It has been a hard week of conflict for me and Chad. The hardest it has been. I don’t intend to divulge the what and how of our conflict. But as He faithfully does, God has “restored what the locust has eaten” (Joel 2:25) by redeeming the broken darkness of conflict with the wholeness of the light of truth.
One particularly hard evening, I sat on our bed having a pity party, and I saw the sign hanging upon our wall — a sign from our wedding with the words of Isaiah 41:20 on it: “The hand of the Lord has done this.” I figuratively rolled my eyes at the sign and thought, “Yeah, it sure is something His hand has done – bringing us here to this moment where we are so divided and tainted with sin.” I then thought to the vision we had for our marriage that we set forth at our wedding: to have our lanterns ready (Matthew 25); to be lights unto the world of Christ’s love for the collective church through our love for one another. Again, I sarcastically thought, “Some light. It’s not even the size of a match at this point.”
I cynically (and rather dramatically) thought we were naive for having these idyllic hopes and dreams for our marriage. In that emotions-driven moment, I failed to see my true naivety. I failed to see the deeper truths in those rose-tinted truths we set forth.
I was failing to see the fullness of Isaiah’s words. The hand of the Lord has indeed done this — He brought me to this very moment. His sovereignty and goodness did not just stop the moment I closed myself off in the bedroom. I can so quickly limit the character of God when I associate His goodness, His faithfulness, His sovereignty, His omniscience with my life feeling good and looking “Instagram worthy.” Just as He has ordained all the joy-filled times, He has equally ordained all the sorrowful times. Because He is uncaring? No. Because He is committed to working to redeem and make new: “Though our outer self is wasting away, our inner self is being renewed day by day. For this light momentary affliction is preparing for us an eternal weight of glory beyond all comparison” (2 Cor. 4:16-17). Can I believe the hand of the Lord has done the hard too? And that it is equally as good as it renews us? In the words of Spurgeon, when I can’t trace God’s hand, can I trust His heart?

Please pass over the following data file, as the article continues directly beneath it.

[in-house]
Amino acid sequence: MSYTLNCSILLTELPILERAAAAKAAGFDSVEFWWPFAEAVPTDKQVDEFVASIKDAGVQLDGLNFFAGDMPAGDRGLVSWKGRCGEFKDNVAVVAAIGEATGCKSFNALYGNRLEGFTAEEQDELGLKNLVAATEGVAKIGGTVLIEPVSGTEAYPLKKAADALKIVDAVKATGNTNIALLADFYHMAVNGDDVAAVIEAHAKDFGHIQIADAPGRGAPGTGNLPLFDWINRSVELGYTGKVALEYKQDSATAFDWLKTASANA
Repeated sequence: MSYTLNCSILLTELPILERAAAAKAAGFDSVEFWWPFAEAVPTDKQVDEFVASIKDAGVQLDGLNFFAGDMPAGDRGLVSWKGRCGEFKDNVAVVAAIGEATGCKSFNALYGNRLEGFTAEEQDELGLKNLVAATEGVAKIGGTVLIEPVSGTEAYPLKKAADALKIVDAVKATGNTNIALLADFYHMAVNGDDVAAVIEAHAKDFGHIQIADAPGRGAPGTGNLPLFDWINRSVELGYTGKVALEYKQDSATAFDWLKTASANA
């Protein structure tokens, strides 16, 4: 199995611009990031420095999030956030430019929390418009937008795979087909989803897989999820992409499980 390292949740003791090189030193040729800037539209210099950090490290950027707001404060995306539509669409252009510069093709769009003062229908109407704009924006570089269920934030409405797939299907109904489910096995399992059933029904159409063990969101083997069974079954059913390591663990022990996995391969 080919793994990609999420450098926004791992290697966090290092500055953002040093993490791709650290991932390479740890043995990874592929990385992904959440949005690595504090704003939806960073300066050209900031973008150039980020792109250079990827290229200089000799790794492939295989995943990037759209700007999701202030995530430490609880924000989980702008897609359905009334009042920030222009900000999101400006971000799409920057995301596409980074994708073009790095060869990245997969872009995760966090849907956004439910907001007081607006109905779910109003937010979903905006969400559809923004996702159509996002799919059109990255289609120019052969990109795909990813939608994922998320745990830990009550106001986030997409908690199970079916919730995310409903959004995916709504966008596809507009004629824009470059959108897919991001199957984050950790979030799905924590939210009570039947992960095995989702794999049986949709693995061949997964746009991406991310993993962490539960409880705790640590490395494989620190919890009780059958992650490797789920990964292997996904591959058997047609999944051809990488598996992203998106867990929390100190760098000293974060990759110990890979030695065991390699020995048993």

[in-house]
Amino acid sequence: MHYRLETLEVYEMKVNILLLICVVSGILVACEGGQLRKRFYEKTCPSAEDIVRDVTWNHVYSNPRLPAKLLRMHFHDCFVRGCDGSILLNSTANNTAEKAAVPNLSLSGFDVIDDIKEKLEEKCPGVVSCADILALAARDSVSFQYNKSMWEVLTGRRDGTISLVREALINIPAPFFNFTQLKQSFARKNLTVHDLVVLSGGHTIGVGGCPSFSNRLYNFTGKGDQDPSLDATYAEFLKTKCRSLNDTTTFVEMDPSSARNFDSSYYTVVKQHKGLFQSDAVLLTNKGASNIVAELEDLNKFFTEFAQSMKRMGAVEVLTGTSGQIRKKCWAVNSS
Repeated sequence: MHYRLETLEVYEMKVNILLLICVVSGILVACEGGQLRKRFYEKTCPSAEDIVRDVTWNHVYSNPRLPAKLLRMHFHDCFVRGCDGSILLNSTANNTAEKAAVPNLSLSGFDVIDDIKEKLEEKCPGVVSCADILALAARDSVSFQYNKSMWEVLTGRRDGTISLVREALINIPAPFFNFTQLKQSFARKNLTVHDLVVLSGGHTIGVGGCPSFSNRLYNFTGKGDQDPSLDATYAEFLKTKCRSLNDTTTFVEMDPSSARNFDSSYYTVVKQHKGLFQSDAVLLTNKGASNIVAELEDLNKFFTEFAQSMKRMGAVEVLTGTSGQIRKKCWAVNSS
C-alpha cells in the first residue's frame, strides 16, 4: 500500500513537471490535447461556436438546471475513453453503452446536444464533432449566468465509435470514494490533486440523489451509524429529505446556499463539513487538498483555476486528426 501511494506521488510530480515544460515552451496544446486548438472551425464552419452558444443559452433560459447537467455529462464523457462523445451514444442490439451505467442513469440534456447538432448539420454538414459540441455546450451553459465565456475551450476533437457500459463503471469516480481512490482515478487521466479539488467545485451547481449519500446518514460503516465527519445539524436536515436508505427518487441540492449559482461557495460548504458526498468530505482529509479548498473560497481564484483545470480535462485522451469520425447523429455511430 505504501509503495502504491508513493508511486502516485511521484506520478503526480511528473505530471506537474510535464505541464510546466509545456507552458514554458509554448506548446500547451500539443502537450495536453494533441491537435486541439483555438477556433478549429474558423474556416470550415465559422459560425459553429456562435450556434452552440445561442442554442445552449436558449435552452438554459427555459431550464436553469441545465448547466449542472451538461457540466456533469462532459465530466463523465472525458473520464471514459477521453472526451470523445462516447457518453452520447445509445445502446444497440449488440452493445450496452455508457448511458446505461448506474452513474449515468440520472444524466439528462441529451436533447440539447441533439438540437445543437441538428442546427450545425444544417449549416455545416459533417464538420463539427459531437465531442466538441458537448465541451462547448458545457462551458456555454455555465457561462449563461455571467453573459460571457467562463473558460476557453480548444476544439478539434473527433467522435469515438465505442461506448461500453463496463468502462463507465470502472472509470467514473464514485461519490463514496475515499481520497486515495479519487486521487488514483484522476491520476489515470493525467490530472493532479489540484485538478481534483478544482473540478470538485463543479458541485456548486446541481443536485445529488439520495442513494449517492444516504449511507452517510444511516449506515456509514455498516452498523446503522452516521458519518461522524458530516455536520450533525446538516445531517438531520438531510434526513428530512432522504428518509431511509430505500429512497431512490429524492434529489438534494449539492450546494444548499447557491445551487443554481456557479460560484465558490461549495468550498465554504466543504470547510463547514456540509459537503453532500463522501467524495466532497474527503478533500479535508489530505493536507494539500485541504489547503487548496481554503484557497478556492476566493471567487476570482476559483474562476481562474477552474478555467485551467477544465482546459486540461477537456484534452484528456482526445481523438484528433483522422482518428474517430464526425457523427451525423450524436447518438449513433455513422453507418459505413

I was also failing to see the light still seeping through. Ephesians 5:8-14 calls us to “walk as children of the light,” but how do we walk when our frail, sinful humanity seems to be blocking our path and bringing darkness to our light? We rely on Christ, who is the light of the world (John 9:5), who is not overcome by darkness (John 1:5) because for Him “the darkness is as light” (Psalm 139:12). When His light mercifully shines in our darkness (maybe even using conflict to do so), conviction inevitably occurs, leading to confession and repentance where God promises to be “faithful and just to forgive us our sins and cleanse us from all unrighteousness” (1 John 1:19). Like old lantern panes dirtied with soot, God wipes clean our panes so that our light, His light, might shine brightly once more. Our sin is no longer festering in the dark, “…when anything is exposed by the light, it becomes visible” (Eph. 5:13).
So friends, be encouraged if you feel divided and tainted by sin. The hand of the Lord has done this too, this very hard thing, but He is still faithful and He is still good. Through Christ’s defeat of darkness, He is now shining a light into the dark recesses of your heart, and in the Light there is safety, warmth, and peace. Light is dawning and darkness is fleeting, and He will bring this hard but good work to completion.